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Two Questions: Hard or Normal, and Mechanics?


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Hi everyone,

Two quick questions:

I've played the Baldur's Gate series to death.  Should I play normal or hard?  Does hard have any increased payoff?  (more experience/loot?)


Also, mechanics: should I grab it with my main or let an NPC level up mechanics?



Thanks!

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There's no increased payoff with Hard, other than more interesting gameplay. If you're a BG series veteran and are willing to put in a bit of effort to figure out how the game works, I say go with Hard. It's ... not, really, if you play it at all intelligently.

 

Re mechanics, six of one, half-dozen of the other. If your main is one of the classes who gets a bonus in it (rogue, cipher, chanter, wizard) then you might as well pick a background that gives another level and max it. Else just let Aloth or Kana (or, later, Devil of Caroc if you want her in the party) take it. There's no particular benefit to having it on your main as opposed to the others.

I have a project. It's a tabletop RPG. It's free. It's a work in progress. Find it here: www.brikoleur.com

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For someone who played a lot of the IE games, I would say you could safely start on hard, but keep in mind that the ruleset is different.  Don't rely on the same tactics as Baldur's Gate, but the same sort of strategic awareness that serves you well in the IE games will likewise do you some good in Pillars.

 

The mechanics thing kind of confuses me also.  I'm in a hard run right now and I'd read somewhere that my priestly seals use mechanics, so my mechanics is high for my main.  However, I don't need to rely on my seals much.  I think PrimeJunta is right about the outlook generally, but I also think that the game isn't brutal enough on hard to warrant worrying about it much if you didn't make the optimal skill decisions.  When I d​o cast seals, it might help, but I never vetted that information in the first place so it might be entirely a waste of points.  I'm already well into act two and 9 levels down in the stronghold and things seem to be going smoothly, so I'll just be more careful about things when I play on Path next time.

bother?

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I like to have one of my frontliners be the trap finder as they are the ones closest to the traps. That way you marching formation is your trap finding formation is your fighting formation. No need to have a soft target like Aloth lead the march to find the trap and then run back behind the frontline before combat starts.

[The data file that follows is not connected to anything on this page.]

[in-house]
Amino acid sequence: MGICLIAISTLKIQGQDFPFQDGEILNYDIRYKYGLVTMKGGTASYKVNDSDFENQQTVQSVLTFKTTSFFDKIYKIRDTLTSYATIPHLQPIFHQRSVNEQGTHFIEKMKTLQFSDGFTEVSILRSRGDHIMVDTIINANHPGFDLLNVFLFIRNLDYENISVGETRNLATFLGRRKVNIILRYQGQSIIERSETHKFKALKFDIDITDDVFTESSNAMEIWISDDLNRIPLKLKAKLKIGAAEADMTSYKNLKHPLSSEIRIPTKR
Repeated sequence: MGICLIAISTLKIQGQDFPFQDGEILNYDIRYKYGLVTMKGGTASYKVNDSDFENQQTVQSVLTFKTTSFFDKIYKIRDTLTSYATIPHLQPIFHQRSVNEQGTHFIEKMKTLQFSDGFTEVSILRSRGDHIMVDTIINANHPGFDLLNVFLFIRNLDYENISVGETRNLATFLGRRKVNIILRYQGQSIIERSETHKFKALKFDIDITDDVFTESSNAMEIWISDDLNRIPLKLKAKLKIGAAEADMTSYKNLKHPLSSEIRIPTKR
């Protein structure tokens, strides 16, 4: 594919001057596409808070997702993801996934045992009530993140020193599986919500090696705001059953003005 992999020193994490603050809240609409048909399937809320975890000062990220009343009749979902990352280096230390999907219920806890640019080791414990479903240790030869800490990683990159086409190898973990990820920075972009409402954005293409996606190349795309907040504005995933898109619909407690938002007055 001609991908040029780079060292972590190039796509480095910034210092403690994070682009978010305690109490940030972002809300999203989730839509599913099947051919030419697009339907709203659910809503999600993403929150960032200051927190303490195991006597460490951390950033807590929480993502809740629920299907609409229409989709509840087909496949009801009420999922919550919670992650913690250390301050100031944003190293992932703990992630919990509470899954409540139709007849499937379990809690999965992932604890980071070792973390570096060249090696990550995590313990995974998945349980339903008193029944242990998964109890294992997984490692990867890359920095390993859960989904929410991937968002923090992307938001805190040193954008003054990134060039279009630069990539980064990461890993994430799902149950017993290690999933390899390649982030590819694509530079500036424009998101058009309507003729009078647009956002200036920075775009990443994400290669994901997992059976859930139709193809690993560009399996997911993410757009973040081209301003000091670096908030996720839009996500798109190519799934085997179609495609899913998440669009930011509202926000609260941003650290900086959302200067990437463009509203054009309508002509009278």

Even a fighter/paladin/monk/barb can be the mechanic master at least up to mechanic level 11 or so. Past that costs too many points and you need everyone to have 3 0r 4 athletics and the same with stealth. For high end traps you need to have a rogue, the cost savings are just too big to ignore.

 

As others have said start with hard. Next play through you'll be using PotD.

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Well, as someone who played IE games also a lot, I would recommend you to start on Easy, and later switch on higher difficulty.

Mechanics and rules in this game are completely different and you will die a lot during first hours.

 

I played my first time on Easy and then after half of the game I turned it on Normal. That was first time.

Now I am playing on Hard because I know "how to do" things.

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Regarding mechanics, it is important to remember that most dialogue skill checks look ONLY at your main character, not your companions.  If you care about dialogue -- which some players don't -- then it makes sense to have your main focus on lore, which is the main dialogue skill. 

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Regarding mechanics, it is important to remember that most dialogue skill checks look ONLY at your main character, not your companions.  If you care about dialogue -- which some players don't -- then it makes sense to have your main focus on lore, which is the main dialogue skill.

I believe even more dialog checks are for stats (Perception and Resolve seem the most commonly used) or reputations. They're mostly for flavor though, plus the occasional shortcut that lets you talk your way past an obstacle instead of fighting. You won't really miss out on anything significant even if you dump Res and Per (which would be weird, as you need Res for a defensive build and Per for an offensive one, so you're almost certain to have high points in one, or above-average in both.)

I have a project. It's a tabletop RPG. It's free. It's a work in progress. Find it here: www.brikoleur.com

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